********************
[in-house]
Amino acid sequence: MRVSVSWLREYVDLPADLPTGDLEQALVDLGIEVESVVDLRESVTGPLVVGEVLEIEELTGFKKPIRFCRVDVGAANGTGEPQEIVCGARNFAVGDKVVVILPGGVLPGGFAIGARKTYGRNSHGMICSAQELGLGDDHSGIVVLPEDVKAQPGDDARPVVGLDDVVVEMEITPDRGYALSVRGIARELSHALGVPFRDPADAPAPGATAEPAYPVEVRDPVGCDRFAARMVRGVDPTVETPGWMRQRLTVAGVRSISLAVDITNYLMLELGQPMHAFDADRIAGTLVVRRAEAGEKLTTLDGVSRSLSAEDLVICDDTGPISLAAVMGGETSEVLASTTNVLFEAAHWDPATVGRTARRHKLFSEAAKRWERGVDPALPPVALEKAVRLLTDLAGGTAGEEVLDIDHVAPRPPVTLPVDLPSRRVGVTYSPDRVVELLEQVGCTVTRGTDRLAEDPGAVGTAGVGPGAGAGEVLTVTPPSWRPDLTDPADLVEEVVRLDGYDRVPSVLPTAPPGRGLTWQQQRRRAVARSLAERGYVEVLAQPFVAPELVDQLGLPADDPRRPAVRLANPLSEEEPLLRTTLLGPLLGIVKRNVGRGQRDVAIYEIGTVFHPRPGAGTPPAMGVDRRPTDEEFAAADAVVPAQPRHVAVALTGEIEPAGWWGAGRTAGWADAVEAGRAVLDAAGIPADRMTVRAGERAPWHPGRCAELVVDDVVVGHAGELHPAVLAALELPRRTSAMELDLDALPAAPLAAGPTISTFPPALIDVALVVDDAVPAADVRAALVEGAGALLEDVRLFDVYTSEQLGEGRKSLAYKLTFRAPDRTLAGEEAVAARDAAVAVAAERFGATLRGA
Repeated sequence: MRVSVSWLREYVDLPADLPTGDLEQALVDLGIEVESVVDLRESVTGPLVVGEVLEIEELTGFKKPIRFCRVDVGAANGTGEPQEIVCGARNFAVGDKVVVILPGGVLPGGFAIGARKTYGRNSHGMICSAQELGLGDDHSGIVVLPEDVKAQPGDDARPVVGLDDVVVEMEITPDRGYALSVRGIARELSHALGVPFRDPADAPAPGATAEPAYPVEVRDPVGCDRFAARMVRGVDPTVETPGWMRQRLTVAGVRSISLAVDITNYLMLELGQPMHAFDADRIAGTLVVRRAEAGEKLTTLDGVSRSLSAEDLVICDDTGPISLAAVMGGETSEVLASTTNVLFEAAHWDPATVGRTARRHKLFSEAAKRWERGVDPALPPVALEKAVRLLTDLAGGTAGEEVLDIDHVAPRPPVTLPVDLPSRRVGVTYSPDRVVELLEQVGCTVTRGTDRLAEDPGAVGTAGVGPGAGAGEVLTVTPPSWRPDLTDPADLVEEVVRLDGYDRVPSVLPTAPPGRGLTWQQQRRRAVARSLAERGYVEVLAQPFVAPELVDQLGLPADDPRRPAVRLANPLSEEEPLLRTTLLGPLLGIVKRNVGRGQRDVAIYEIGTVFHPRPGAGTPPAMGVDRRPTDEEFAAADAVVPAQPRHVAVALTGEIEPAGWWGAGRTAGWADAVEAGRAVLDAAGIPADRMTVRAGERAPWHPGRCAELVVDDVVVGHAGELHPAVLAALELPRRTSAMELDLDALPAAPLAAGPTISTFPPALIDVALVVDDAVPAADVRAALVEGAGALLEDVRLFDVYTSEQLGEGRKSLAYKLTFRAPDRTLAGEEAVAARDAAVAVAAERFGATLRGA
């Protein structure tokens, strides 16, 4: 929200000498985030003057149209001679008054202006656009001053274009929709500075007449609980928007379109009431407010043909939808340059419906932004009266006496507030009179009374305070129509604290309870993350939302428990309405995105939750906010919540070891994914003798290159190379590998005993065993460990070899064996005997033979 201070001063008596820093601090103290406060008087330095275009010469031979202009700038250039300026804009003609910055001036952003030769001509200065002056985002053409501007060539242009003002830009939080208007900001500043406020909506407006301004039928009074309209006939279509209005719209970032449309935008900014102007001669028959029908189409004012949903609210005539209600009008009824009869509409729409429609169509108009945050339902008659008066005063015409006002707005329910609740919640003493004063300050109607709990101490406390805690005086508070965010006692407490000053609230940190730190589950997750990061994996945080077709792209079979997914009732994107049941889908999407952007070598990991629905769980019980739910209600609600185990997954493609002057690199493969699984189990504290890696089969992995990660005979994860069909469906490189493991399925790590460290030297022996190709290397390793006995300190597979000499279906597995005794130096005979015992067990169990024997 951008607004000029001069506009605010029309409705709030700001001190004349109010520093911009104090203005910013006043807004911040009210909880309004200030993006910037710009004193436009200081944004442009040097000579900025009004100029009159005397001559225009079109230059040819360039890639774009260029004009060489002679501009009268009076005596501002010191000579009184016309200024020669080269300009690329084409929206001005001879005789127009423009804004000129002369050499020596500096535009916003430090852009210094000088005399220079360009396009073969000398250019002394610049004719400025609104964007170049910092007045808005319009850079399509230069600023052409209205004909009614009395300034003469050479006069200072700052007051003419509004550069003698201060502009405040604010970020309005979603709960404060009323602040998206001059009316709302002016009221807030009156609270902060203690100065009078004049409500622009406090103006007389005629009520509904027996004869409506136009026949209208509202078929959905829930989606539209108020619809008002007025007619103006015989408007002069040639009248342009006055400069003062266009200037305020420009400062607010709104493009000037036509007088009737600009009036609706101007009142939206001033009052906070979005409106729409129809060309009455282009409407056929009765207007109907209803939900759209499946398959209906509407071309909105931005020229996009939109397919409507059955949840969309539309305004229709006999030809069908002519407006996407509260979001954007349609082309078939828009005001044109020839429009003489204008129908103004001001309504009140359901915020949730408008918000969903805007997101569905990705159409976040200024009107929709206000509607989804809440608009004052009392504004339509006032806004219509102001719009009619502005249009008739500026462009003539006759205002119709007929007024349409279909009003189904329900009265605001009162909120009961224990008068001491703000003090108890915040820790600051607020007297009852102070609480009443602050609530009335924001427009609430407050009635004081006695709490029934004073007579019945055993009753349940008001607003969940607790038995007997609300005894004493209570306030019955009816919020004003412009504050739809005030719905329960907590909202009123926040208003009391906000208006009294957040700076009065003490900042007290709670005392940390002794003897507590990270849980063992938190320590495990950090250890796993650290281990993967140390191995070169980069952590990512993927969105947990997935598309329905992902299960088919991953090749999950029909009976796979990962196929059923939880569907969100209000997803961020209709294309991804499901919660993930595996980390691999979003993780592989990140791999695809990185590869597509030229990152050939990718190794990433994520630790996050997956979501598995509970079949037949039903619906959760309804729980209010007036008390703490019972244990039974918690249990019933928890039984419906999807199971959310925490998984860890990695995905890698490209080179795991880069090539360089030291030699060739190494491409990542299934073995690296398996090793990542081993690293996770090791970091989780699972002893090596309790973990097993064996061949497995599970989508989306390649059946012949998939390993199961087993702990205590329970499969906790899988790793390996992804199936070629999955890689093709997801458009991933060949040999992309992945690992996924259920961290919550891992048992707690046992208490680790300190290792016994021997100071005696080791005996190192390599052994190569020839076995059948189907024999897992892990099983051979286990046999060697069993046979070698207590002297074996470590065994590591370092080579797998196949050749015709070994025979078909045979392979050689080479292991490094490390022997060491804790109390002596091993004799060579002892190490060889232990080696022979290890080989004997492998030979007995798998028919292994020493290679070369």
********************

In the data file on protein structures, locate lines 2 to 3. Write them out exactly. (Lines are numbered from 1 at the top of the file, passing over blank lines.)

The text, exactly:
Amino acid sequence: MRVSVSWLREYVDLPADLPTGDLEQALVDLGIEVESVVDLRESVTGPLVVGEVLEIEELTGFKKPIRFCRVDVGAANGTGEPQEIVCGARNFAVGDKVVVILPGGVLPGGFAIGARKTYGRNSHGMICSAQELGLGDDHSGIVVLPEDVKAQPGDDARPVVGLDDVVVEMEITPDRGYALSVRGIARELSHALGVPFRDPADAPAPGATAEPAYPVEVRDPVGCDRFAARMVRGVDPTVETPGWMRQRLTVAGVRSISLAVDITNYLMLELGQPMHAFDADRIAGTLVVRRAEAGEKLTTLDGVSRSLSAEDLVICDDTGPISLAAVMGGETSEVLASTTNVLFEAAHWDPATVGRTARRHKLFSEAAKRWERGVDPALPPVALEKAVRLLTDLAGGTAGEEVLDIDHVAPRPPVTLPVDLPSRRVGVTYSPDRVVELLEQVGCTVTRGTDRLAEDPGAVGTAGVGPGAGAGEVLTVTPPSWRPDLTDPADLVEEVVRLDGYDRVPSVLPTAPPGRGLTWQQQRRRAVARSLAERGYVEVLAQPFVAPELVDQLGLPADDPRRPAVRLANPLSEEEPLLRTTLLGPLLGIVKRNVGRGQRDVAIYEIGTVFHPRPGAGTPPAMGVDRRPTDEEFAAADAVVPAQPRHVAVALTGEIEPAGWWGAGRTAGWADAVEAGRAVLDAAGIPADRMTVRAGERAPWHPGRCAELVVDDVVVGHAGELHPAVLAALELPRRTSAMELDLDALPAAPLAAGPTISTFPPALIDVALVVDDAVPAADVRAALVEGAGALLEDVRLFDVYTSEQLGEGRKSLAYKLTFRAPDRTLAGEEAVAARDAAVAVAAERFGATLRGA
Repeated sequence: MRVSVSWLREYVDLPADLPTGDLEQALVDLGIEVESVVDLRESVTGPLVVGEVLEIEELTGFKKPIRFCRVDVGAANGTGEPQEIVCGARNFAVGDKVVVILPGGVLPGGFAIGARKTYGRNSHGMICSAQELGLGDDHSGIVVLPEDVKAQPGDDARPVVGLDDVVVEMEITPDRGYALSVRGIARELSHALGVPFRDPADAPAPGATAEPAYPVEVRDPVGCDRFAARMVRGVDPTVETPGWMRQRLTVAGVRSISLAVDITNYLMLELGQPMHAFDADRIAGTLVVRRAEAGEKLTTLDGVSRSLSAEDLVICDDTGPISLAAVMGGETSEVLASTTNVLFEAAHWDPATVGRTARRHKLFSEAAKRWERGVDPALPPVALEKAVRLLTDLAGGTAGEEVLDIDHVAPRPPVTLPVDLPSRRVGVTYSPDRVVELLEQVGCTVTRGTDRLAEDPGAVGTAGVGPGAGAGEVLTVTPPSWRPDLTDPADLVEEVVRLDGYDRVPSVLPTAPPGRGLTWQQQRRRAVARSLAERGYVEVLAQPFVAPELVDQLGLPADDPRRPAVRLANPLSEEEPLLRTTLLGPLLGIVKRNVGRGQRDVAIYEIGTVFHPRPGAGTPPAMGVDRRPTDEEFAAADAVVPAQPRHVAVALTGEIEPAGWWGAGRTAGWADAVEAGRAVLDAAGIPADRMTVRAGERAPWHPGRCAELVVDDVVVGHAGELHPAVLAALELPRRTSAMELDLDALPAAPLAAGPTISTFPPALIDVALVVDDAVPAADVRAALVEGAGALLEDVRLFDVYTSEQLGEGRKSLAYKLTFRAPDRTLAGEEAVAARDAAVAVAAERFGATLRGA